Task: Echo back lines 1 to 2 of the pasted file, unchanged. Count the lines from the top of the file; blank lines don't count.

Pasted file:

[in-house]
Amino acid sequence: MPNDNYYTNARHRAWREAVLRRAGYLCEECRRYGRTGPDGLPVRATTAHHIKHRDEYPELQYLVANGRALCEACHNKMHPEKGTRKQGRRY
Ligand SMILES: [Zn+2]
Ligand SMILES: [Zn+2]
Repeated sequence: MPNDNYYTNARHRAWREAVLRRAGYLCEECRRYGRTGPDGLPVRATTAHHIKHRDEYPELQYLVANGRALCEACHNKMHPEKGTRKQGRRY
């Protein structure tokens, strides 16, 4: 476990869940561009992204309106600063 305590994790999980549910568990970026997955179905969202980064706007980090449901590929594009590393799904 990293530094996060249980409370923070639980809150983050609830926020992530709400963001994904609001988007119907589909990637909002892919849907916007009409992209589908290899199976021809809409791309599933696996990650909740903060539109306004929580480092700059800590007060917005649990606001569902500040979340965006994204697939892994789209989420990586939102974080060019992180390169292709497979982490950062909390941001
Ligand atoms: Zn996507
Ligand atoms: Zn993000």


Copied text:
[in-house]
Amino acid sequence: MPNDNYYTNARHRAWREAVLRRAGYLCEECRRYGRTGPDGLPVRATTAHHIKHRDEYPELQYLVANGRALCEACHNKMHPEKGTRKQGRRY